51. Lawrence, M. (2008). The Vietnam War: A concise history. New York: Oxford University Press.Google Scholar
  52. Lembcke, J. (2013). Why students should stop interviewing Vietnam veterans. History News Network. https://www.commondreams.org/views04/0115-13.htm
  53. Lewis, P. (2013). Hardhats, hippies, and hawks: The Vietnam antiwar movement as myth and memory. Ithaca: ILR Press.Google Scholar
  54. Littauer, R., & Uphoff, N. (Eds.). (1972). The air war in Indochina (rev. ed.). Boston: Beacon Press.Google Scholar
  55. Marcuse, H. (1969). An essay on liberation. Boston: Beacon Press.Google Scholar
  56. Marr, D. (1995). 1945: The quest for power. Berkeley: University of California Press.Google Scholar
  57. McCoy, A. W. (2003). The politics of heroin: CIA complicity in the global drug trade. Chicago: Lawrence Hills Books.Google Scholar
  58. McGehee, R. W. (1983). Deadly deceits: My 25 years in the CIA. New York: Sheridan Square Publications.Google Scholar
  59. Miroff, B. (1976). Pragmatic illusions: The presidential politics of John F. Kennedy. New York: David McKay Company.Google Scholar
  60. Morgan, E. P. (2012). What really happened to the 1960s: How the mass media culture failed American democracy. Lawrence: University Press of Kansas.Google Scholar
  61. Myers, B. (2015). The unknown whistleblower. TomDispatch, May 31, 2015. www.tomdispatch.com/blog/176004/
  62. New York Times (1971, May 25).Google Scholar
  63. O’Connell, C. (2018). The Vietnam War lectures., Sociology 170A. Irvine: University of California.Google Scholar
  64. Oglesby, C. (1967). “Vietnam crucible: An essay on the meanings of the cold war,” Containment and Change. New York: Macmillan.Google Scholar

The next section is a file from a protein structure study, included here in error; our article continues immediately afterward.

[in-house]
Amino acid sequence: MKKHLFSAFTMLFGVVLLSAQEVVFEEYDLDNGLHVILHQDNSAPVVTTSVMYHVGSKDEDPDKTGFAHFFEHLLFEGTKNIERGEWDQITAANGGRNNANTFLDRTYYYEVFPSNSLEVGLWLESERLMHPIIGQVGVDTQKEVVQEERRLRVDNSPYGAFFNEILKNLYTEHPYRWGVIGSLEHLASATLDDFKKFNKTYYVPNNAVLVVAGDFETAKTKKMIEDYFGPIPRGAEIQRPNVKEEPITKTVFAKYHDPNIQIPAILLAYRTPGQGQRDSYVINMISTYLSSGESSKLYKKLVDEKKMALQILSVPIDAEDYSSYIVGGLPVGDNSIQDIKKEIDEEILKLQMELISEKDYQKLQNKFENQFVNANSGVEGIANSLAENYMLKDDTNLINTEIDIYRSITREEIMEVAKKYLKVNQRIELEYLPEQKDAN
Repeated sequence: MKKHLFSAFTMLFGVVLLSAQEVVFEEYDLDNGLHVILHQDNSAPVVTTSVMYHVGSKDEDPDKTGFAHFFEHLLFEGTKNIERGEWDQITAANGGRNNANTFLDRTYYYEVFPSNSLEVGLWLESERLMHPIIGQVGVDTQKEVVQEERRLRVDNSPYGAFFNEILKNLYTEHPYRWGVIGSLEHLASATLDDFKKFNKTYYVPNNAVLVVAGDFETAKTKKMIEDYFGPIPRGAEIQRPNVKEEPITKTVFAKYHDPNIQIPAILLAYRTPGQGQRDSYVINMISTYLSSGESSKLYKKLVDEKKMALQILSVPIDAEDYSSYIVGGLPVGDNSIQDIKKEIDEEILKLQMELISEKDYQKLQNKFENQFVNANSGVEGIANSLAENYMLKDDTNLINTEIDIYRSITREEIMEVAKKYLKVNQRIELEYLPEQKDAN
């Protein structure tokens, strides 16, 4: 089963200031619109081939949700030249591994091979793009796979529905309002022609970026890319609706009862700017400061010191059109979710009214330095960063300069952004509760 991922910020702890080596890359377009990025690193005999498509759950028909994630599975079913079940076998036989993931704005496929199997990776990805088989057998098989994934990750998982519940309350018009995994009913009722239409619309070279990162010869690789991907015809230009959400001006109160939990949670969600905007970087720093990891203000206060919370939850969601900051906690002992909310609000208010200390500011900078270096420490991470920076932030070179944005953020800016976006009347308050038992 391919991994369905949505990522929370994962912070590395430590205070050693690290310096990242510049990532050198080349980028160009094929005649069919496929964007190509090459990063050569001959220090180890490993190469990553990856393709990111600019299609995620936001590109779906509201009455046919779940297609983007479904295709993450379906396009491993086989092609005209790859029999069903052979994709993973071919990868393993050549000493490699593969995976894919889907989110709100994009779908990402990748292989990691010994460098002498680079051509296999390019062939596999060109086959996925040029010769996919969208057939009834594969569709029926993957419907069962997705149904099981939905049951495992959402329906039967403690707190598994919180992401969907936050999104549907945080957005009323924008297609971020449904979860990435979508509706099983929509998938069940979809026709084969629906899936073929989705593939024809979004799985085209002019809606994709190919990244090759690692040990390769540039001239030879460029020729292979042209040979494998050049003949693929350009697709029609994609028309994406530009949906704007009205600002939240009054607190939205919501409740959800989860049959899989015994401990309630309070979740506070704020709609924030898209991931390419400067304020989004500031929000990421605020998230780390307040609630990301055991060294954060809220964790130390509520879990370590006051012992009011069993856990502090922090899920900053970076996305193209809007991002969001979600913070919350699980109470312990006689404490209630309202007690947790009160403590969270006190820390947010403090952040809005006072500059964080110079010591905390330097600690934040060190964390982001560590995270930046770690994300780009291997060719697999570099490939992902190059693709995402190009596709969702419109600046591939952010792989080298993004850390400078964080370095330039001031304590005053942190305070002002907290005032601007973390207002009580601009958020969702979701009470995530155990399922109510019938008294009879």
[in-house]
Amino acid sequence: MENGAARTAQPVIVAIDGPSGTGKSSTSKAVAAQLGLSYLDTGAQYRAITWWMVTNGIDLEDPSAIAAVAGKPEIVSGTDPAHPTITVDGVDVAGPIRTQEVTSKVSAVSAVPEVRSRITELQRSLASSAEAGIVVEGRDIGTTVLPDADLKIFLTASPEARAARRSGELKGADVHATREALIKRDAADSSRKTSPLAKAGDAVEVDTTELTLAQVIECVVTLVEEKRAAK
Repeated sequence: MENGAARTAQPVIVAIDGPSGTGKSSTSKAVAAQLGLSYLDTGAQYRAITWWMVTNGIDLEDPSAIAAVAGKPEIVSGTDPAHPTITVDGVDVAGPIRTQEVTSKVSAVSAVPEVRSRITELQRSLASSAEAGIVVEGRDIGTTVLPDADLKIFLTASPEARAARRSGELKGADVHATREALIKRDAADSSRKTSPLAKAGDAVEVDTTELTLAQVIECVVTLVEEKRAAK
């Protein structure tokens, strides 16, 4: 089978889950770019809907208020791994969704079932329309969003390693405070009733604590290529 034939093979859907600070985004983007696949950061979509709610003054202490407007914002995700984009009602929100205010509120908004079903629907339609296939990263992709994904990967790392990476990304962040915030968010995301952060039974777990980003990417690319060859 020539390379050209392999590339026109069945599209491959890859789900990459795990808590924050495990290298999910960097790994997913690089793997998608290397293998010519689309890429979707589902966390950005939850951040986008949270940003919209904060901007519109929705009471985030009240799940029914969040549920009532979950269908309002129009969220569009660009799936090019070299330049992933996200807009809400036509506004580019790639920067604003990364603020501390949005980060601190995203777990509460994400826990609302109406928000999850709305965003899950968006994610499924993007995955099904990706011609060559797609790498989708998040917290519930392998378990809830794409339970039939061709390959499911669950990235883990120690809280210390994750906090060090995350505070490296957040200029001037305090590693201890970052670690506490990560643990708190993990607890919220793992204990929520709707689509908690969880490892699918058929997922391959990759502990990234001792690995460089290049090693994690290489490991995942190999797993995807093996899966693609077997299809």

65. Oliver, K. (2006). The My Lai Massacre in American history and memory. Manchester: Manchester University Press.Google Scholar
  66. Parenti, M. (2010). What do empires do? www.michaelparenti.org/WhatDoEmpiresDo.html
  67. Porter, D. G. (2005). Perils of dominance: Imbalance of power and the road to war in Vietnam. Berkeley: University of California Press.Google Scholar
  68. Schell, J. (1975, June 23). Reflections: The Nixon years, part IV. The New Yorker.Google Scholar
  69. Shannon, P. (2000). The ABCs of the Vietnam War. Indochina Newsletter, Spring-Summer.Google Scholar
  70. Stavins, R. (1971). A special supplement: Kennedy’s private war. New York Review of Books, July 22, 1971. www.nybooks.com/articles/1971/07/22/a-special-supplement-kennedys-private-war/
  71. The Pentagon Papers. (1971). The Department of Defense History of the United States Decisionmaking in Vietnam, Gravel Edition (1971). Boston: Beacon Press.Google Scholar
  72. Torreon, B. S. (2014). Instances of use of United States armed forces abroad, 1798–2014. Washington, DC: Congressional Research Office.Google Scholar
  73. Turse, N. (2013). Kill anything that moves: The real American war in Vietnam. New York: Metropolitan Books.Google Scholar
  74. U.S. Cong., House. (1971). United States-Vietnam relations, 1945–1967: Study prepared by the Department of Defense, 12 Vols. Washington, DC: Government Printing Office.Google Scholar
  75. Valentine, D. (2013, June 7–9). Dirty wars and the cinema of self-indulgence. Counterpunch. https://www.counterpunch.org/2013/06/07/dirty-wars-and-the-cinema-of-self-indulgence/
  76. Washington Post. (1975). May 11.Google Scholar
  77. Westing, A. (2002). Return to Vietnam: The legacy of agent orange. New Haven: Lecture at Yale University.Google Scholar
  78. Wilcox, F. (2011). Scorched earth: Legacies of chemical warfare in Vietnam. New York: Seven Stories Press.Google Scholar
  79. Yates, M. (2015). Honor the Vietnamese – not those who killed them. Monthly Review, 76/1, 10.Google Scholar
  80. Young, M. B. (1991). The Vietnam wars 1945–1990. New York: HarperCollins.Google Scholar
  81. Young, M. B. (2004). Resisting state terror: The anti-Vietnam War movement. In M. Selden & A. Y. So (Eds.), War and state terrorism: The United States, Japan, and the Asia-Pacific in the long twentieth century. Lanham: Rowman and Littlefield.Google Scholar

Copyright information

© The Author(s), under exclusive license to Springer Nature Switzerland AG 2019

Authors and Affiliations

  1. 1.SUNY CortlandCortlandUSA